Q Challenge – Final Week

As with many things, the Q challenge I set myself a month ago is drawing to a close. Four weeks of photos, Lightroom, various outdoor pursuits and a wedding have taught me plenty about the minature camera, and a bunch of other stuff I thought I’d forgotten about photography software and how to actually take pictures. It’s been good; I really have taken many more photos, including some crackers that can’t be put up here for want of friends asking why these pictures of them are on the internet. I’ve cheated slightly by expanding the range of lenses available using my old Auto 110 lenses, but I think the spirit of the challenge remains intact.

Chasing seagulls with a wide lens. Tough cookie.

Chasing seagulls with a wide-angle lens. I took a few pictures using the Auto 110 24mm but they were nowhere near as sharp – I’ll go into the different 110 lenses and my experiences with them at a later date.

What have I found, then? The Pentax Q is a great camera, but it is not a replacement for an SLR. The main problem I had was with low-light situations, for a range of reasons: high ISO performance is rubbish, the autofocus really struggles in twilight-and-beyond, and the flash is usually overbearing or underwhelming without much in between. Depth of field with such a small sensor was also something I missed – a lot of the people shots I took with the Q could have been improved by isolating the subject more against the background. Despite the large-aperture lens I had on, the crop factor meant that it was very difficult to get any background bokeh at all without sticking the camera right into people’s faces, and that is a shame. Battery life is also a bit weak but when you can buy a spare battery for £5 then that becomes a much lesser issue.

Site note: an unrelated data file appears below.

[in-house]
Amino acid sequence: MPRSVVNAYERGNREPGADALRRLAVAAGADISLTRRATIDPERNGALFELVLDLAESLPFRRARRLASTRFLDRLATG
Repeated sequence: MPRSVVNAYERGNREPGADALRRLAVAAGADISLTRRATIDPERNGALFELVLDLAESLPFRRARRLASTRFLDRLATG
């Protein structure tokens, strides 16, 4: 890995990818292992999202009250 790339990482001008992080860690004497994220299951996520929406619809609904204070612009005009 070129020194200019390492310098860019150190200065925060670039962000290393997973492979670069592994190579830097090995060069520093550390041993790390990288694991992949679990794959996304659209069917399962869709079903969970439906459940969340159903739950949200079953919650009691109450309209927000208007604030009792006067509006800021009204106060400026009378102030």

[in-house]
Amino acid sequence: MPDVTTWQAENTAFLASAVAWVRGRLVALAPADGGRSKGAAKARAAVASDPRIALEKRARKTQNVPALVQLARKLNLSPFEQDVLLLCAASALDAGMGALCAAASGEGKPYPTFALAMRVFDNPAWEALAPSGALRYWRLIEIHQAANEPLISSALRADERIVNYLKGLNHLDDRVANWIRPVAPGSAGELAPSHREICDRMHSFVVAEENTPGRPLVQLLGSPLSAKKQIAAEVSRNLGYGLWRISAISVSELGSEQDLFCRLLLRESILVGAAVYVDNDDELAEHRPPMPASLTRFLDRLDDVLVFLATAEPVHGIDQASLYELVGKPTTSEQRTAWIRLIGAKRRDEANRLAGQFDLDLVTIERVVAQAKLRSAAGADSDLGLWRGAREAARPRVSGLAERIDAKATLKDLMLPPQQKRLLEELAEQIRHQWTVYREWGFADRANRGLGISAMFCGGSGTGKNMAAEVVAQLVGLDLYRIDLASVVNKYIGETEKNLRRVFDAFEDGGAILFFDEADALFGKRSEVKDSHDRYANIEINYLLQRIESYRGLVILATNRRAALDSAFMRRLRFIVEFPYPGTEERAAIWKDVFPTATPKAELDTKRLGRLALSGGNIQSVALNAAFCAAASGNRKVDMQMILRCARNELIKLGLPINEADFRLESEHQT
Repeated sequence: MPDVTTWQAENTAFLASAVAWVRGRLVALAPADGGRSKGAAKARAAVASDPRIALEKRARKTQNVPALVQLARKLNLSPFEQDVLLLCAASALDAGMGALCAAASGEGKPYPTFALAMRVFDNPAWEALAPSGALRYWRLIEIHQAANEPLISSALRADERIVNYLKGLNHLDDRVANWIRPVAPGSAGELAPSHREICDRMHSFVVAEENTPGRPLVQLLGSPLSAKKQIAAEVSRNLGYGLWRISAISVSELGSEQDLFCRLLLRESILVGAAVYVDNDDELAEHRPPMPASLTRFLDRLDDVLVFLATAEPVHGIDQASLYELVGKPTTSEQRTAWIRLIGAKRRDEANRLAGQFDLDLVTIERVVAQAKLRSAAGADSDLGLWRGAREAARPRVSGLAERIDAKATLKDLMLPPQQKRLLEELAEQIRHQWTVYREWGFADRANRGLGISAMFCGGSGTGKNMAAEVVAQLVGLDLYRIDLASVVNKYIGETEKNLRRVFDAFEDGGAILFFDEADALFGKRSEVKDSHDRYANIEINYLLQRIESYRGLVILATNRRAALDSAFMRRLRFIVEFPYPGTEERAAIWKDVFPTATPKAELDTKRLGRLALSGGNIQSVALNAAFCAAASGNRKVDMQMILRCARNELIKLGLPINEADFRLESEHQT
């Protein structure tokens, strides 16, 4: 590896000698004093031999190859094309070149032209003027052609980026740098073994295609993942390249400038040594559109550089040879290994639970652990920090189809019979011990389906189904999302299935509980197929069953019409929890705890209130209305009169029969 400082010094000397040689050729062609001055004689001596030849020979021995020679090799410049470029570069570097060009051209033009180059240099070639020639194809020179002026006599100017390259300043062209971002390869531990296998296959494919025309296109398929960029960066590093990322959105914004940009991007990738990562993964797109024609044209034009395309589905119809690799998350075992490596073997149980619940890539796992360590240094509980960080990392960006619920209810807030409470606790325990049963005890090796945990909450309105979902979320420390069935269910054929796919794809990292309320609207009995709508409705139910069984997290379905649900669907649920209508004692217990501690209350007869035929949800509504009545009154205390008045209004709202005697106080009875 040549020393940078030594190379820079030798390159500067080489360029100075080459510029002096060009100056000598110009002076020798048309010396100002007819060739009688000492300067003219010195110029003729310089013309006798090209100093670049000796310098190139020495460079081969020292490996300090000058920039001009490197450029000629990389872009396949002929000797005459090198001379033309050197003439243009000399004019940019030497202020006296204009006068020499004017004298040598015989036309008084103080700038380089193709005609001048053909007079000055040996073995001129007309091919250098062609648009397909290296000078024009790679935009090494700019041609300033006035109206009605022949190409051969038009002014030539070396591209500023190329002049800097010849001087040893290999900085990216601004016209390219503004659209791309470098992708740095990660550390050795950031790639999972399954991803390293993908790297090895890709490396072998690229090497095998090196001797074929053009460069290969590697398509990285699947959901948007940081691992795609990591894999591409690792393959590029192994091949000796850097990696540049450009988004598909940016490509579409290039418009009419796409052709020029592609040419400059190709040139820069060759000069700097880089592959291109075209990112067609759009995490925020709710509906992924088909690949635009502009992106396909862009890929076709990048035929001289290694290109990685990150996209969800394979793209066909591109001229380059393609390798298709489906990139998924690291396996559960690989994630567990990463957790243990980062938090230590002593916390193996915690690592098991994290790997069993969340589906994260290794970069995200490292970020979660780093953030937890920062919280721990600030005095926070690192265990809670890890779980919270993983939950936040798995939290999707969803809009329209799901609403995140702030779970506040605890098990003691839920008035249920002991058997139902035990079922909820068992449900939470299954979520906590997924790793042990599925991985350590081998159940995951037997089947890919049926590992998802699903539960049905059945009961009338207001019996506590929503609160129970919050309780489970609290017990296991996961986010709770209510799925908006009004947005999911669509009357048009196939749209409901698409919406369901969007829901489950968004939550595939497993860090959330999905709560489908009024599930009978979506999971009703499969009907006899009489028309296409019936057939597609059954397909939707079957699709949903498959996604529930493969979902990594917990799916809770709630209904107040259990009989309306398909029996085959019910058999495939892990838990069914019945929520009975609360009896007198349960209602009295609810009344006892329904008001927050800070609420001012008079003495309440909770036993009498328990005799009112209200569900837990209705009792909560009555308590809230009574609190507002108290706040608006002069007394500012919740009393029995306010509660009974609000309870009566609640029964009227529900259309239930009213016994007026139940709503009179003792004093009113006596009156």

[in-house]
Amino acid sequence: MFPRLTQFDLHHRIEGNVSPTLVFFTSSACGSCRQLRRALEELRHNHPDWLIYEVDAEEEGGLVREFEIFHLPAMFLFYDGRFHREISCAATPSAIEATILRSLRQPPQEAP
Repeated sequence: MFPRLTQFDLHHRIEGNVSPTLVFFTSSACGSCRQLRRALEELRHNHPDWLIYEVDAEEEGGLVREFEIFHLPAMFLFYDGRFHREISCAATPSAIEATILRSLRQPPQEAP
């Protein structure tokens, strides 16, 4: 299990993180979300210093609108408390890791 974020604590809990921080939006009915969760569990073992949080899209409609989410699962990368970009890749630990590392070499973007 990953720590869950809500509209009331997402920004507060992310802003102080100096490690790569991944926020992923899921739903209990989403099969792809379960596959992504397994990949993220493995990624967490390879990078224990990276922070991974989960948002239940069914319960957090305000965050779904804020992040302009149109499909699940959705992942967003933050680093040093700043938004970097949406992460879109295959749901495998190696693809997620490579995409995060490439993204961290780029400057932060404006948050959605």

Taken with the 50mm Auto 110 lens.

The availability of cheap Auto 110 lenses is also a bonus, although I was disappointed with the sharpness of the 24mm version. This, taken with the 50mm, is still pretty sharp and old lenses have a great feel to them. If you click to full size you can see individual pollen grains in the dying flower on the right. Also, the long focal lengths get you that subject isolation that the 8.5mm prime just wouldn’t kick out.

All that in mind, I’m still very pleased with the Q. It is very, very handy, it takes great pictures in the right conditions (daytime, effectively) and it is just damn fun to use. It’s solid and reliable and it’s survived sea kayaking, sitting on beaches, cycling over 100 miles, trekking across swathes of British countryside and going up and down rock faces without so much as a blip. The autofocus in daylight is rapid and accurate, and having a camera with you at all times makes for many more good photo opportunities than the rare occasion I wheel out the DSLR. The original Pentax Q is now also cheap as chips, going for about £150 with the 5-15mm zoom (which I haven’t tried, sadly!) and at that kind of price it is exceptional. I’ve had a ball using it, I love the (jacket) pocketability, and I will continue to use it for as many years as it will last.

It was a big relief to get to this cathedral.

The cathedral at the end of a long walk with Partner in Climb. I’d never been so relieved to see a cathedral in my life.

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